Easter cookies (koulourakia)If you have ever visited Greece and especially a Greek home, you most certainly have come across koulourakia. Koulourakia are Greek traditional cookies, that come in a great variety of tastes and shapes and are something that is never missing from a Greek household, either homemade or bought from the bakery or pastry shop.

Vegan tsoureki with tahini and orangeEaster is the most important religious holiday of the Orthodox Church and food, naturally, plays a starring role.  Let's see what culinary traditions are associated with Greek Easter.

easter eggsOne of the most popular Easter customs in Greece is dying eggs red, traditionally on Holy Thursday (or on the morning of Holy Saturday if for some reason you haven't managed to on Holy Thursday) which are to be consumed after the Resurrection.

Φασόλια ΠιάζιThe period of Lent before Easter is called by the Orthodox Church, Tessaracoste (Quadragesimal), which comes from the word forty (the 40 days of "fasting").  The purpose of Great Lent is to prepare the faithful to not only commemorate, but to enter into the Passion and Resurrection of Jesus.

CleanmondayClean Monday (Kathara Deftera) also known as Koulouma, symbolizes the start of the Great Lent which is called "Sarakosti" and occurs at the beginning of the 7th week before Easter. The term "Clean Monday" refers to the cleansing of the body and spirit.  

Kalamata OlivesThe olive has been an essential part of Greek history, agriculture and cooking for over 3500 years. According to Greek mythology, the olive tree was a gift from the goddess Athena to the people of Athens.  In fact, olive trees were cultivated in Crete and Assyria over 5000 years ago.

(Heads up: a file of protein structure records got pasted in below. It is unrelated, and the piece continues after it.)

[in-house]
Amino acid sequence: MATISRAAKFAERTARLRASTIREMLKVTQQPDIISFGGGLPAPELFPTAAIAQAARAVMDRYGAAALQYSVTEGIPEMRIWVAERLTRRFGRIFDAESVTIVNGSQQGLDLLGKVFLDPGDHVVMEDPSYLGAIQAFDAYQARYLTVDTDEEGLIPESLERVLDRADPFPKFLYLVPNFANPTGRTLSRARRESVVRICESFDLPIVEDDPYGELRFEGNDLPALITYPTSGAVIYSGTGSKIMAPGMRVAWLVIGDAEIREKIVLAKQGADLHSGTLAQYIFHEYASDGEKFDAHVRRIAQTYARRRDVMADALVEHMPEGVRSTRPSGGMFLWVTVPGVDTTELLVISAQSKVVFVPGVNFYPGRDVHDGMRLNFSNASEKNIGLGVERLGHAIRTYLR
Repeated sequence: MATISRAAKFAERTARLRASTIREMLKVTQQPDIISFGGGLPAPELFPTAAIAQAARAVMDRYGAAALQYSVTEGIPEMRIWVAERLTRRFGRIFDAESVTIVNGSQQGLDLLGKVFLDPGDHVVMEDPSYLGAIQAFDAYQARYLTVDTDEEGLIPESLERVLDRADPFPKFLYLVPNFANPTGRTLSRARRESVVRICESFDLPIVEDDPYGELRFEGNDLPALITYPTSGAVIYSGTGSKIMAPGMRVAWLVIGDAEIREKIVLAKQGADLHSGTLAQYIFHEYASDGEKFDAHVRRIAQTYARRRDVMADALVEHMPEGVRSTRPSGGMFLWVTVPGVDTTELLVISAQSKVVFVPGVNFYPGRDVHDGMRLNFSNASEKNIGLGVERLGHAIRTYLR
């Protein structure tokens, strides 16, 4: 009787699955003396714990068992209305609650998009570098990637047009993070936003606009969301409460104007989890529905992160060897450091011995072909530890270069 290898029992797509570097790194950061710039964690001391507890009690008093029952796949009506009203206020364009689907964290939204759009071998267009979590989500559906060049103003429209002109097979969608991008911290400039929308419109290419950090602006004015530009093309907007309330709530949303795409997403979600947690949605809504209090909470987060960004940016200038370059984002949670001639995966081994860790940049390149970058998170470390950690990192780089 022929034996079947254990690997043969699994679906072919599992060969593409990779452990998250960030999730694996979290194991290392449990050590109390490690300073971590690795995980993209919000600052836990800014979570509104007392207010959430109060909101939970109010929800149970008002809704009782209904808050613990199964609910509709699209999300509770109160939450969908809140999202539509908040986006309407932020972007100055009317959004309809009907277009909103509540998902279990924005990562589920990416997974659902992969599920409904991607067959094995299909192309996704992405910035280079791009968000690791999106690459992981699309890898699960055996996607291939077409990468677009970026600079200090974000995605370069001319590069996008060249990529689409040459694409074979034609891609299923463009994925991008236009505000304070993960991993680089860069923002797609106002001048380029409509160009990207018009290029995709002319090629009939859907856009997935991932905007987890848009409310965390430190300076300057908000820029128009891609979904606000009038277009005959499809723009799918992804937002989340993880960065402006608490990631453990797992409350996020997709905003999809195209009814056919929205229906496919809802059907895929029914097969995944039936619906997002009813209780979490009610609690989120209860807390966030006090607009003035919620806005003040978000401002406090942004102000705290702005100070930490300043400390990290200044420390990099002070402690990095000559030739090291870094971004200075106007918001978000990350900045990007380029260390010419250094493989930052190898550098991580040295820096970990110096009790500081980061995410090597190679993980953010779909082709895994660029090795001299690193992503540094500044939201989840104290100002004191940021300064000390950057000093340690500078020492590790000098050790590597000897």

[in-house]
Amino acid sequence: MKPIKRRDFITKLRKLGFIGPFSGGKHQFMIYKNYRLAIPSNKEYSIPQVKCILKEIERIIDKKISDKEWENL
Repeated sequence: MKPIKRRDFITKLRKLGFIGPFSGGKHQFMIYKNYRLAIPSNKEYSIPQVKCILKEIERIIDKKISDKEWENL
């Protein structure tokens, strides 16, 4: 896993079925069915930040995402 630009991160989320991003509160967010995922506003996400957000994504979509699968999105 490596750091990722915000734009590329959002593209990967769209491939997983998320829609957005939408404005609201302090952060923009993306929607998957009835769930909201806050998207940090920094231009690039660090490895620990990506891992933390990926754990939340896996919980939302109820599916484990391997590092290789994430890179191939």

Kalamata olives, also known as "Kalamon" or "Calamata olives" or even just "Greek olives", get their name from Kalamata, their city of origin in the southern Peloponnese.  

AvgolemonoAvgolemono or egg-lemon sauce, is a sauce made with eggs and lemon juice mixed with broth or soup. The idea is pretty simple: just beat the eggs with the lemon juice, add broth and then mix this into the rest of the food in the pot.

GreekXmasChristmas is an important cultural and religious event in Greece and food during the holiday season plays a major role!  The Christmas menu differs from region to region across the country with every region adding its own twist to the traditional recipes.

spoon sweetsSpoon sweets (glyka koutaliou) are made from sugar and fruit or vegetables and they are called "spoon sweets" because they are served by the teaspoon.  They are served to guests as a gesture of hospitality along with Greek coffee and a glass of cold water.

In order to make spoon sweets, some fruits and vegetables need to be immature, some slightly under-ripe and some fully ripened.  Some fruits like cherries, are first pitted and others like quince and carrot, scraped. 

For Greeks, feta is like bread!  It will be on every table regardless of what is being served!  In fact, Greeks are the highest consumers of cheese, with feta making up for over half of the cheese consumed! 

The name feta, literally meaning "slice", originated in the 17th century, and probably refers to the practice of slicing up cheese to be placed into barrels.

Recipe of the day